Q4: How to evaluate the extracted exosome?

For the extracted exosome, the following quality control can be carried out according to the conditions of the laboratory:

Electron microscopy: The advantage is the “gold standard”, which can visually see the morphological characteristics of vesicles, but the disadvantage is that the experiment is more complicated and requires specific equipment.

Vesicle particle size measurement: the advantage is the “gold standard”, the size distribution of the purified vesicles can be visually seen, so as to clarify the purity of the vesicles, the operation is simple, the disadvantage is that specific equipment (NanoSight, Particle Metrix, etc.) is required .

Vesicle-specific protein immunoblotting: WB was used to detect the expression of vesicle-specific protein in the extracted exosomes. The advantage is that it is simple and easy to implement, but the disadvantage is that the integrity and content of vesicles cannot be determined.

Vesicle-specific protein flow cytometry: label the extracted exosomes with specific dyes, then incubate them with microbeads coupled with vesicle-specific proteins, and finally use flow cytometry. The advantage is that it is simple and easy to perform and can analyze the integrity of the vesicles, but the disadvantage is that the cost is higher.

 

Q5: How to save the extracted exosome?

A: For short-term storage, the exosome can be stored at 4°C for a week; for long-term storage, the exosome can be stored at -20°C or -80°C. It is not recommended to freeze and thaw the frozen exosome multiple times, as this will destroy the integrity of the exosome.

 

Q6: What methods can be used to detect microRNA in exosome?

A: Basically, all conventional microRNA detection methods can be used for microRNA detection in exosomes, such as sequencing, microarray, and quantitative PCR, but some specific optimizations may be required in the operating methods.

 

Q7: What are the biggest challenges in detecting free microRNA in peripheral blood?

The most challenging aspects of free microRNA detection in peripheral blood are as follows:

Because the content of microRNA in plasma/serum is too low, the extraction and reversal efficiency is unstable, and there are large differences between batches.

Optimized scheme: add precise and quantitative, artificially synthesized microRNA from other species as spike-in reference, and evaluate the difference in microRNA experiments between different batches by detecting the content of this microRNA.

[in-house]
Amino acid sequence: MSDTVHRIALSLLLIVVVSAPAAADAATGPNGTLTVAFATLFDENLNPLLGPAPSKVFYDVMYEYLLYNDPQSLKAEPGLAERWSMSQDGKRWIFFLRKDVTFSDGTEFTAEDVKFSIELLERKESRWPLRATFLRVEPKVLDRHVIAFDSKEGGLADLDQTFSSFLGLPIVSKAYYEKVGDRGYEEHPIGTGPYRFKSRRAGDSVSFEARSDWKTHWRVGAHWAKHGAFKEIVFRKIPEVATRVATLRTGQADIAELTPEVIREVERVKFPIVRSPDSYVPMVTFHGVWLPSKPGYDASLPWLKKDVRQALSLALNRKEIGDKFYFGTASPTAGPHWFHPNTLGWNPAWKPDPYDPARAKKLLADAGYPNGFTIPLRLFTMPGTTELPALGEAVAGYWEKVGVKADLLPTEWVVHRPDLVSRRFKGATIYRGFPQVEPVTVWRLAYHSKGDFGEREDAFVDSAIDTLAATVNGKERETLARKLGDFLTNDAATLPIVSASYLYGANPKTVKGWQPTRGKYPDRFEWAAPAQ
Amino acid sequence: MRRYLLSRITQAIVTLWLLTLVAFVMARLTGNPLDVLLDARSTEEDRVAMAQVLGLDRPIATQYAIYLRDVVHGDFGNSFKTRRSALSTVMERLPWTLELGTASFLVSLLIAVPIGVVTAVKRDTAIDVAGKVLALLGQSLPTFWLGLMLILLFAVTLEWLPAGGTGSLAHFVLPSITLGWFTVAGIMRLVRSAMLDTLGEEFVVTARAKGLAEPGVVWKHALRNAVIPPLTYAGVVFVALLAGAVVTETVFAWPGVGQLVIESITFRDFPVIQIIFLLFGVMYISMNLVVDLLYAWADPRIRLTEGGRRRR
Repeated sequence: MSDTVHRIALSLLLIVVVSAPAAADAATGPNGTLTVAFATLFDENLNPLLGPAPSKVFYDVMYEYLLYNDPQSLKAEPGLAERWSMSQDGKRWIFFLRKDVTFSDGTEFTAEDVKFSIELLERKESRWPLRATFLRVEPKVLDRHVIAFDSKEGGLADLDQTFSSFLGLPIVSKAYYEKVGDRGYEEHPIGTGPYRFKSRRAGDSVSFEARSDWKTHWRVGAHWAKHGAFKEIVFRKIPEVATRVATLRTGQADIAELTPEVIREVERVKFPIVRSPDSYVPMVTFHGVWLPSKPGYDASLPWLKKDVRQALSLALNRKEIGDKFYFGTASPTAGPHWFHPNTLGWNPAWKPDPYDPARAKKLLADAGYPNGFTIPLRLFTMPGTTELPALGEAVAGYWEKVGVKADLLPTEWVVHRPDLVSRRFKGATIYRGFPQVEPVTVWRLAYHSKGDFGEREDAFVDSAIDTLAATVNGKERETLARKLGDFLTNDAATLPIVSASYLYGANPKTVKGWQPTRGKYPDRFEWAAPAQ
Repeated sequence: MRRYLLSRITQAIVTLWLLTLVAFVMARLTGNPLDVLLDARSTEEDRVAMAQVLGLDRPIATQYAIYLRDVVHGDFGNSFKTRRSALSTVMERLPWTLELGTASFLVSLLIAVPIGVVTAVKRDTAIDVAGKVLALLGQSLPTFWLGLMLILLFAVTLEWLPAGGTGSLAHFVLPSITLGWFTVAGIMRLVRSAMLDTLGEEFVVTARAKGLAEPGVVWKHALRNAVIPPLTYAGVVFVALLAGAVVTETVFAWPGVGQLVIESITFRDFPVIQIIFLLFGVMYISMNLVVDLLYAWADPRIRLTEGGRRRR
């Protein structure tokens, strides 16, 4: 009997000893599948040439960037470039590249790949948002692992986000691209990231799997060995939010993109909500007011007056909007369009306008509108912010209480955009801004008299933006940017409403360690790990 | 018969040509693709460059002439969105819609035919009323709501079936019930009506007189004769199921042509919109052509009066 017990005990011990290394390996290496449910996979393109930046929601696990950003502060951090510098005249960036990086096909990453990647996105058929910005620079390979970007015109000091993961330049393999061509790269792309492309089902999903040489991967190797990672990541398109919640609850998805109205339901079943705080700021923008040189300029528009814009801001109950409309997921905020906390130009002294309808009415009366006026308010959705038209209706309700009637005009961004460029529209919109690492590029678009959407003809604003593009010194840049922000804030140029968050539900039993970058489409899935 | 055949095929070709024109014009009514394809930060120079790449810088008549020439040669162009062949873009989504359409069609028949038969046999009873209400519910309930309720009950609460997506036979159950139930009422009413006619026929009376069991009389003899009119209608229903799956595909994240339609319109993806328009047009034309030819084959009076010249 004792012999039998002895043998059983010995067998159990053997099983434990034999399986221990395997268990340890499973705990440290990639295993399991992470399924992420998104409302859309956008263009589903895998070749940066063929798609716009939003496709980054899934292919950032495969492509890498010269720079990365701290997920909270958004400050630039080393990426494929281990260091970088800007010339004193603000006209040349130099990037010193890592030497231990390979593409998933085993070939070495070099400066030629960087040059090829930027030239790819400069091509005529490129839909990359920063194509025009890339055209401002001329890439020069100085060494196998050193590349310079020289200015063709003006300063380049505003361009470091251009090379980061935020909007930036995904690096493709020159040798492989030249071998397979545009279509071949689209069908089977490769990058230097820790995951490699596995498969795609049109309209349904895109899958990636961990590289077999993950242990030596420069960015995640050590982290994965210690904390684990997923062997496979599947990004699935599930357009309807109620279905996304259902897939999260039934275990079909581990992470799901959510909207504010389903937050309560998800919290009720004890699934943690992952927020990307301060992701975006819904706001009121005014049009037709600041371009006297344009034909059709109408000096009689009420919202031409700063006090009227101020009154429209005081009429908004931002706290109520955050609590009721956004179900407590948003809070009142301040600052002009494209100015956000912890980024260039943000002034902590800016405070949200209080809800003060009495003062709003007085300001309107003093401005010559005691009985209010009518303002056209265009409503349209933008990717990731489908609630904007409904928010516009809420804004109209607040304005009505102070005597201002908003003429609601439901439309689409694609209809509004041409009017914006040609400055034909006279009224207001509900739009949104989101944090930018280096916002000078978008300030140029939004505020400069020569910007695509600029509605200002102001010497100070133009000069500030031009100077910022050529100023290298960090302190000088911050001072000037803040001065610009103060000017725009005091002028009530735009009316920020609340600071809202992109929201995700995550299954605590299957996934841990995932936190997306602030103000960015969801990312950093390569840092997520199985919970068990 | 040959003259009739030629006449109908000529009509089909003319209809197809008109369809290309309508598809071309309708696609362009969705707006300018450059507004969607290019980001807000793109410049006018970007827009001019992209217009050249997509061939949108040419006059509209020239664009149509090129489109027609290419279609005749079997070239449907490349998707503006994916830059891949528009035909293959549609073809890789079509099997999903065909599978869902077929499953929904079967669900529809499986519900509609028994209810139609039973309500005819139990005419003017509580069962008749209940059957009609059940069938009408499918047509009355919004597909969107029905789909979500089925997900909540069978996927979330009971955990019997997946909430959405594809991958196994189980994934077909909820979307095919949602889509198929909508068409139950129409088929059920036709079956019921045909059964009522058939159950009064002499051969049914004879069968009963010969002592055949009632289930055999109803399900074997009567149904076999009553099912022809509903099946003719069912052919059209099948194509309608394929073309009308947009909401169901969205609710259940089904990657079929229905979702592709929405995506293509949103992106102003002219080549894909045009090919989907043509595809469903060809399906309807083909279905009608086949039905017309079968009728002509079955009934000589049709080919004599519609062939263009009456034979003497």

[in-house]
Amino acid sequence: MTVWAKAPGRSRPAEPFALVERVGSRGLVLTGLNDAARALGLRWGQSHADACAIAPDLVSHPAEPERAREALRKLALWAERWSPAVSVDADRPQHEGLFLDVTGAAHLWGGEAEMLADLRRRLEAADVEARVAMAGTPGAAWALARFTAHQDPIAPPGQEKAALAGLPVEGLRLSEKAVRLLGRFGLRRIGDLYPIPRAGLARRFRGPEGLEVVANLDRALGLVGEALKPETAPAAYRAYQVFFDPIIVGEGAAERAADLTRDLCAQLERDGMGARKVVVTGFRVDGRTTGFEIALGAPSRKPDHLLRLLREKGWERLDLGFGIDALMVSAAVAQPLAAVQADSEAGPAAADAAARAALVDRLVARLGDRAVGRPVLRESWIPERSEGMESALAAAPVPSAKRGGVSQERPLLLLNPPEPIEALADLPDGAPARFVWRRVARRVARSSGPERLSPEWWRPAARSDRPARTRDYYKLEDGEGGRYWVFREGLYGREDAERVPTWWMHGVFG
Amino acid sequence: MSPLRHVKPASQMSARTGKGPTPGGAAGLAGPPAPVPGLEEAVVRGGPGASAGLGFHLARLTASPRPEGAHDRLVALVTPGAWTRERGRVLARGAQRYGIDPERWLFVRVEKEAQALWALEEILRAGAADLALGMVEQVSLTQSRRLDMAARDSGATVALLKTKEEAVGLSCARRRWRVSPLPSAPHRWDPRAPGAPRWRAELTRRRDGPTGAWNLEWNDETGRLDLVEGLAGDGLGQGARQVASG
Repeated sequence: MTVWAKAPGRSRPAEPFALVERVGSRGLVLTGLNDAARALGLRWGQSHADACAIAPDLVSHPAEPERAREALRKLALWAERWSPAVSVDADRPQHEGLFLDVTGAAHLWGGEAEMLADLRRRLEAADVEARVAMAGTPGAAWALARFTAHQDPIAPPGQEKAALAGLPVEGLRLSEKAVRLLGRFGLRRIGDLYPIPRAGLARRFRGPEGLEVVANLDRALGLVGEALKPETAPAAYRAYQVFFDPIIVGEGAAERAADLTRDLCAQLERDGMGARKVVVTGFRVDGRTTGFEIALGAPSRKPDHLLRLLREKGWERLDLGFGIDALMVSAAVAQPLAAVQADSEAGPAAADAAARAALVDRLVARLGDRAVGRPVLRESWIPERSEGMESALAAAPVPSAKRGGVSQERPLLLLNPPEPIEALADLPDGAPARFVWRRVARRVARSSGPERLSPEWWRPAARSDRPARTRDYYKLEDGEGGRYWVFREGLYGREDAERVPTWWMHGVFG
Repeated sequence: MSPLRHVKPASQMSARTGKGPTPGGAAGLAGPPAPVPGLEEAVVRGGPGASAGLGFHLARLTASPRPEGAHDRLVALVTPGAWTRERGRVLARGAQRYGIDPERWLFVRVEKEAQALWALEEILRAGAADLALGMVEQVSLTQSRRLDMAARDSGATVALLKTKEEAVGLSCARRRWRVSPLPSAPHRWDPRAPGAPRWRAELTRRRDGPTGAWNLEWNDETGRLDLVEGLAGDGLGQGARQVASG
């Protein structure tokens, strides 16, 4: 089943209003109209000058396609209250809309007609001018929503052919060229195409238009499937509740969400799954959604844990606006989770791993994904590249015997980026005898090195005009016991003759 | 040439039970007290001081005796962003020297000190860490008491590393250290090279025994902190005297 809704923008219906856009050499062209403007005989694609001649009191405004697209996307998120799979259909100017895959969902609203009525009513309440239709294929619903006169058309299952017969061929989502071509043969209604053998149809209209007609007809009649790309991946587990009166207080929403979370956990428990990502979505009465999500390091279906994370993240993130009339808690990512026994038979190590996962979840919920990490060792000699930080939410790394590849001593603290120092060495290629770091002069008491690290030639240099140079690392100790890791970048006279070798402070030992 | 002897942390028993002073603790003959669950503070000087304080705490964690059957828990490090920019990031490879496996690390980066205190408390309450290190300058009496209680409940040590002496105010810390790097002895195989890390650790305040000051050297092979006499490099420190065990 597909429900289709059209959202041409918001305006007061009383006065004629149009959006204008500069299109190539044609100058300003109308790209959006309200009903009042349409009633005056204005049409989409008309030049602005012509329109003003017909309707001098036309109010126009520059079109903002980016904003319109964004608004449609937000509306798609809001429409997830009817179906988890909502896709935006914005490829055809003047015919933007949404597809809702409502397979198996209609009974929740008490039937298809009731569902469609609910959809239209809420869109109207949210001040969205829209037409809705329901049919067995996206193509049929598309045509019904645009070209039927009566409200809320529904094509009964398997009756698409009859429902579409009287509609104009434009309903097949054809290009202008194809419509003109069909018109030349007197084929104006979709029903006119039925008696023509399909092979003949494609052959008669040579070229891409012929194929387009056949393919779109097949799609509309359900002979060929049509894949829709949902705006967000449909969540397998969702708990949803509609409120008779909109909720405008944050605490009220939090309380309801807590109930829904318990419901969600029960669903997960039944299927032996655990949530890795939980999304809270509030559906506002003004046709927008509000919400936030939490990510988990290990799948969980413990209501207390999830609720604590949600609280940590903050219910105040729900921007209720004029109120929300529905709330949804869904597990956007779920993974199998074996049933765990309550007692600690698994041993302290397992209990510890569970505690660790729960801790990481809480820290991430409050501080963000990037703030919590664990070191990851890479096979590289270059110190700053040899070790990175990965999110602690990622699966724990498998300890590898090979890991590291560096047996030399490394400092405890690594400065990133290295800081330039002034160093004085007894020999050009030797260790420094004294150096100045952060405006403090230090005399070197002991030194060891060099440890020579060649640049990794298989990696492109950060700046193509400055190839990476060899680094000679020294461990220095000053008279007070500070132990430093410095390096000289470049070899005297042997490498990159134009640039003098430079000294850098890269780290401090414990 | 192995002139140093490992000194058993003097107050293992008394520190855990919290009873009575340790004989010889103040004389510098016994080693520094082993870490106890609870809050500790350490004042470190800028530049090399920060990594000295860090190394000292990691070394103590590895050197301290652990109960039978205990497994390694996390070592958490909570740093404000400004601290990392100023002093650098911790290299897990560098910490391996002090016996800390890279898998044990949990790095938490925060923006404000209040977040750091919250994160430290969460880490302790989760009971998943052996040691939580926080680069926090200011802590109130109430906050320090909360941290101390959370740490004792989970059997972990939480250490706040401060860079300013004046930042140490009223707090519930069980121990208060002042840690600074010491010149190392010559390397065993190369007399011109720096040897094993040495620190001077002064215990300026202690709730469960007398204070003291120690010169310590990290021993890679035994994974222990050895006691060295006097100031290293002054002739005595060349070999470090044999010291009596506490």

The composition of serum/plasma is complex and contains some substances that may affect the later stage of microRNA detection (PCR reaction).

Optimized scheme: For specific types of serum/plasma, according to different detection methods, optimization experiments with different volumes of starting samples should be performed first to determine the most suitable starting volume for this type of sample experiment.

It is extremely sensitive to hemolysis, and the released intracellular microRNA of blood cells will seriously dilute the original free microRNA.

Optimized scheme: The most abundant sources of blood cell contamination (red blood cells, platelets) can be selected as high-abundance microRNAs as reference materials for hemolysis quality control (commonly used are miR-451a, miR-23a-3p). By detecting the expression of these microRNAs, the degree of hemolysis can be evaluated.

Lack of stable and recognized internal reference.

Optimized scheme: Multiple microRNAs that are highly expressed in serum/plasma of healthy people can be selected as references. The commonly used ones are miR-30c-5p, miR-103-3p, miR-124-3p and miR-191-5p .

 

Q8: When studying peripheral blood microRNA, should we focus on the microRNA located inside the exosome or outside the exosome?

A: The selection of microRNA inside and outside the exosome as the research object should be determined according to specific factors such as the purpose of the research and the development conditions.

Focusing on microRNA outside of exosome, the advantage is that the content of microRNA is higher, it is easier to detect, the project operation cost is lower, and the disadvantage is that the test results are easily affected by many factors mentioned in Q8, the workflow stability is poor, and the operation The deviation between persons is relatively large.

Focusing on the microRNA in the exosome, the advantage is that the workflow is easy to standardize and quality control, the ability to resist interference from external factors is strong, the results are reproducible, and the biological significance is clear; the disadvantage is that the content of miRNA in the exosome is low, isolation and identification The experimental process is more complicated, the experimental facility requirements are high, and the project cost is relatively large. These disadvantages are great challenges for beginners.

 

 

 

(source:internet, reference only)